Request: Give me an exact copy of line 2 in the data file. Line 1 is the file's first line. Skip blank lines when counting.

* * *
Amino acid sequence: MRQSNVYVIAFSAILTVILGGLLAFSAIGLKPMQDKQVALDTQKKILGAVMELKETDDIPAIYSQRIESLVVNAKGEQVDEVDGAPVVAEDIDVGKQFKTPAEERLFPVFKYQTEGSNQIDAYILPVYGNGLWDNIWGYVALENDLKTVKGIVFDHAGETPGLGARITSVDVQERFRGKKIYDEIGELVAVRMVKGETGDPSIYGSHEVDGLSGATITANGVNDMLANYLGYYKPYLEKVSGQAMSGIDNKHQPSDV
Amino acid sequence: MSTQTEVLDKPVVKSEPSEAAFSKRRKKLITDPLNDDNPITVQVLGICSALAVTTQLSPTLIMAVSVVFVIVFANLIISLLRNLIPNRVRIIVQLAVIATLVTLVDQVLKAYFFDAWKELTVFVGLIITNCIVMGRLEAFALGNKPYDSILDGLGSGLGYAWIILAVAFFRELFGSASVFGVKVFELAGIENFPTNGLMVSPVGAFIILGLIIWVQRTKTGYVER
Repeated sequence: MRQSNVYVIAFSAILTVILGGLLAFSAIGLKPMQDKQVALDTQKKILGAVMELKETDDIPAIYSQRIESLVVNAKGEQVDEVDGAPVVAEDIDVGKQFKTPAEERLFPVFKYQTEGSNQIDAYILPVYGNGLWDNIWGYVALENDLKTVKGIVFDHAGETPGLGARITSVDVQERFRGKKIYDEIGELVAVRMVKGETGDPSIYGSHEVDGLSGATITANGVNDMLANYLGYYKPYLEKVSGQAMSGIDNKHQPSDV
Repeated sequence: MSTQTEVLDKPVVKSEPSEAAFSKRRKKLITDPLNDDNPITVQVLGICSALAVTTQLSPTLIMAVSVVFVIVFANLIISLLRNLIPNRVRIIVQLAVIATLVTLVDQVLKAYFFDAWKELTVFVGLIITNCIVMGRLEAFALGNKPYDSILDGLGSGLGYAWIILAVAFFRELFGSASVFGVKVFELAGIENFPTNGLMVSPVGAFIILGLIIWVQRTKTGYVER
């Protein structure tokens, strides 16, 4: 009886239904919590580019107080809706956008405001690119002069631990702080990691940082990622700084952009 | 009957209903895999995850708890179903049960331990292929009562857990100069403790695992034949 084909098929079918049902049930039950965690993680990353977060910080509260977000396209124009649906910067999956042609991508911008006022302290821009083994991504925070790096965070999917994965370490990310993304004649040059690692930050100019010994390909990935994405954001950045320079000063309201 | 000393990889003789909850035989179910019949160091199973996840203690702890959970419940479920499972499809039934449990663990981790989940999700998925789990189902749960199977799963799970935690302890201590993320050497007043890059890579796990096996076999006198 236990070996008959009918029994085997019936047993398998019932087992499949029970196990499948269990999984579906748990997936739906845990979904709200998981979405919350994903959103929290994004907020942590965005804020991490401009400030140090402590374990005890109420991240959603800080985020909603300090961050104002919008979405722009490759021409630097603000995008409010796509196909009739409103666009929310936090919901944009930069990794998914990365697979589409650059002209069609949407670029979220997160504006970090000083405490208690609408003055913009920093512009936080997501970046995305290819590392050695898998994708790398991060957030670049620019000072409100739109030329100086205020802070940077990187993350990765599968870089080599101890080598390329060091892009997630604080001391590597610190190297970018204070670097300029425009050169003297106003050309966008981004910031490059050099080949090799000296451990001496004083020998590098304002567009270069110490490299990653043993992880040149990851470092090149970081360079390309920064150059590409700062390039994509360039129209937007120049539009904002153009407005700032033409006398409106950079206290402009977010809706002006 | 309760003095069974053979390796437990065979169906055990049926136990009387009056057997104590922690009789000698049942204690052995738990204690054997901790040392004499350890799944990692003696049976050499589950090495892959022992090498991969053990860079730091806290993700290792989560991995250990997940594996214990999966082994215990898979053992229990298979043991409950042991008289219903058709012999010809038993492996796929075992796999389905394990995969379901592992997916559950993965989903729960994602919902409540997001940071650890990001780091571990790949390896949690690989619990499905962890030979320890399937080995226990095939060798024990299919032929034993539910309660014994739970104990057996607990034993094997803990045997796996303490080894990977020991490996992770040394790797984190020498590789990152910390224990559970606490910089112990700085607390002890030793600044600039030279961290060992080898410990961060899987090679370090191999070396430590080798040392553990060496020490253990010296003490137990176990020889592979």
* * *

Amino acid sequence: MSTQTEVLDKPVVKSEPSEAAFSKRRKKLITDPLNDDNPITVQVLGICSALAVTTQLSPTLIMAVSVVFVIVFANLIISLLRNLIPNRVRIIVQLAVIATLVTLVDQVLKAYFFDAWKELTVFVGLIITNCIVMGRLEAFALGNKPYDSILDGLGSGLGYAWIILAVAFFRELFGSASVFGVKVFELAGIENFPTNGLMVSPVGAFIILGLIIWVQRTKTGYVER